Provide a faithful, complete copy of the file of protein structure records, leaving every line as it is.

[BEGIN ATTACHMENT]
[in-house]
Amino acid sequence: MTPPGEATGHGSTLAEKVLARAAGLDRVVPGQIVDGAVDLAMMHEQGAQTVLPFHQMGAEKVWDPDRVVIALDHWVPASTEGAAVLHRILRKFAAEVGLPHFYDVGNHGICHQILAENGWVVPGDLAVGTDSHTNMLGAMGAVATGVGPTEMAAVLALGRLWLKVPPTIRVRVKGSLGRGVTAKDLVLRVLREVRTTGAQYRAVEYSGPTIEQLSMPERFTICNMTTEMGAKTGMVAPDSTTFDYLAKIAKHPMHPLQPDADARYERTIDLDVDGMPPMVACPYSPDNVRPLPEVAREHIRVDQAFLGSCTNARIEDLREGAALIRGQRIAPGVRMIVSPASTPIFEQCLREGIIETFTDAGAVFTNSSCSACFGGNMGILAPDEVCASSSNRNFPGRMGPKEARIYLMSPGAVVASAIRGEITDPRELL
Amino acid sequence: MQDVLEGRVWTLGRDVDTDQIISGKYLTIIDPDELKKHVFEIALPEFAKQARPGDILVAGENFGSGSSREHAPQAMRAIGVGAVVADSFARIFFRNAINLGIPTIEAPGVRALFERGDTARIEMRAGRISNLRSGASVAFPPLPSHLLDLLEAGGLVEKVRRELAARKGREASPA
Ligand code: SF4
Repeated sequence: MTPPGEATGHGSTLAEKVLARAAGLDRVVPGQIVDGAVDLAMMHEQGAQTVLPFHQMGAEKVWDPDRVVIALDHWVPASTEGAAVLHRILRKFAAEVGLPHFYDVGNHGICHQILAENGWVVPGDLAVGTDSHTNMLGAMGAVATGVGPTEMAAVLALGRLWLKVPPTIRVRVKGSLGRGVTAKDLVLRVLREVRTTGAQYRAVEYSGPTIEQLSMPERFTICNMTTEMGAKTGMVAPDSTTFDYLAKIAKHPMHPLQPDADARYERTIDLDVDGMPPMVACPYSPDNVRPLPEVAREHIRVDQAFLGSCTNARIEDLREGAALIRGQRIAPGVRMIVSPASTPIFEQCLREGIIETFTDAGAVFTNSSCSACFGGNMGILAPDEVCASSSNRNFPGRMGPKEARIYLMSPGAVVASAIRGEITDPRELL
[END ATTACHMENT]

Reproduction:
[in-house]
Amino acid sequence: MTPPGEATGHGSTLAEKVLARAAGLDRVVPGQIVDGAVDLAMMHEQGAQTVLPFHQMGAEKVWDPDRVVIALDHWVPASTEGAAVLHRILRKFAAEVGLPHFYDVGNHGICHQILAENGWVVPGDLAVGTDSHTNMLGAMGAVATGVGPTEMAAVLALGRLWLKVPPTIRVRVKGSLGRGVTAKDLVLRVLREVRTTGAQYRAVEYSGPTIEQLSMPERFTICNMTTEMGAKTGMVAPDSTTFDYLAKIAKHPMHPLQPDADARYERTIDLDVDGMPPMVACPYSPDNVRPLPEVAREHIRVDQAFLGSCTNARIEDLREGAALIRGQRIAPGVRMIVSPASTPIFEQCLREGIIETFTDAGAVFTNSSCSACFGGNMGILAPDEVCASSSNRNFPGRMGPKEARIYLMSPGAVVASAIRGEITDPRELL
Amino acid sequence: MQDVLEGRVWTLGRDVDTDQIISGKYLTIIDPDELKKHVFEIALPEFAKQARPGDILVAGENFGSGSSREHAPQAMRAIGVGAVVADSFARIFFRNAINLGIPTIEAPGVRALFERGDTARIEMRAGRISNLRSGASVAFPPLPSHLLDLLEAGGLVEKVRRELAARKGREASPA
Ligand code: SF4
Repeated sequence: MTPPGEATGHGSTLAEKVLARAAGLDRVVPGQIVDGAVDLAMMHEQGAQTVLPFHQMGAEKVWDPDRVVIALDHWVPASTEGAAVLHRILRKFAAEVGLPHFYDVGNHGICHQILAENGWVVPGDLAVGTDSHTNMLGAMGAVATGVGPTEMAAVLALGRLWLKVPPTIRVRVKGSLGRGVTAKDLVLRVLREVRTTGAQYRAVEYSGPTIEQLSMPERFTICNMTTEMGAKTGMVAPDSTTFDYLAKIAKHPMHPLQPDADARYERTIDLDVDGMPPMVACPYSPDNVRPLPEVAREHIRVDQAFLGSCTNARIEDLREGAALIRGQRIAPGVRMIVSPASTPIFEQCLREGIIETFTDAGAVFTNSSCSACFGGNMGILAPDEVCASSSNRNFPGRMGPKEARIYLMSPGAVVASAIRGEITDPRELL